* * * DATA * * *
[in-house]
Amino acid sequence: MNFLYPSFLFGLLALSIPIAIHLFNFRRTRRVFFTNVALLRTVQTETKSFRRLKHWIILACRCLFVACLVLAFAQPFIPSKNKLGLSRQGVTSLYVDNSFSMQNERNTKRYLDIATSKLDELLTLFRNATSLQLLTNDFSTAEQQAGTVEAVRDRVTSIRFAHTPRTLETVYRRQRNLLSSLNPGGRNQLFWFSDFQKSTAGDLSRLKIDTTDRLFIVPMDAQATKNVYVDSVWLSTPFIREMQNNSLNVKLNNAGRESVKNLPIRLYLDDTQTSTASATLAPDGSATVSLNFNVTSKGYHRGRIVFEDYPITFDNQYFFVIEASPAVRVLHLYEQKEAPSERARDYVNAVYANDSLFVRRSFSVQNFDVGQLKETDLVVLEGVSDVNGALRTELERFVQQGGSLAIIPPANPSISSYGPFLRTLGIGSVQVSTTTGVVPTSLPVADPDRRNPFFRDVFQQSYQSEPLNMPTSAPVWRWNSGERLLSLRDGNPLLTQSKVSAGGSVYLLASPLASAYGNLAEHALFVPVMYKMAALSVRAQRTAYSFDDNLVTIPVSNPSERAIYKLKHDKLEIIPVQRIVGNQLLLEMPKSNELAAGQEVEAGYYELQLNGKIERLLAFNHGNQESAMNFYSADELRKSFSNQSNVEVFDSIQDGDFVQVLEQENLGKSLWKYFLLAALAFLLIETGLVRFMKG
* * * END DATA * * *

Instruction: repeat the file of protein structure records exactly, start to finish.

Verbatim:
[in-house]
Amino acid sequence: MNFLYPSFLFGLLALSIPIAIHLFNFRRTRRVFFTNVALLRTVQTETKSFRRLKHWIILACRCLFVACLVLAFAQPFIPSKNKLGLSRQGVTSLYVDNSFSMQNERNTKRYLDIATSKLDELLTLFRNATSLQLLTNDFSTAEQQAGTVEAVRDRVTSIRFAHTPRTLETVYRRQRNLLSSLNPGGRNQLFWFSDFQKSTAGDLSRLKIDTTDRLFIVPMDAQATKNVYVDSVWLSTPFIREMQNNSLNVKLNNAGRESVKNLPIRLYLDDTQTSTASATLAPDGSATVSLNFNVTSKGYHRGRIVFEDYPITFDNQYFFVIEASPAVRVLHLYEQKEAPSERARDYVNAVYANDSLFVRRSFSVQNFDVGQLKETDLVVLEGVSDVNGALRTELERFVQQGGSLAIIPPANPSISSYGPFLRTLGIGSVQVSTTTGVVPTSLPVADPDRRNPFFRDVFQQSYQSEPLNMPTSAPVWRWNSGERLLSLRDGNPLLTQSKVSAGGSVYLLASPLASAYGNLAEHALFVPVMYKMAALSVRAQRTAYSFDDNLVTIPVSNPSERAIYKLKHDKLEIIPVQRIVGNQLLLEMPKSNELAAGQEVEAGYYELQLNGKIERLLAFNHGNQESAMNFYSADELRKSFSNQSNVEVFDSIQDGDFVQVLEQENLGKSLWKYFLLAALAFLLIETGLVRFMKG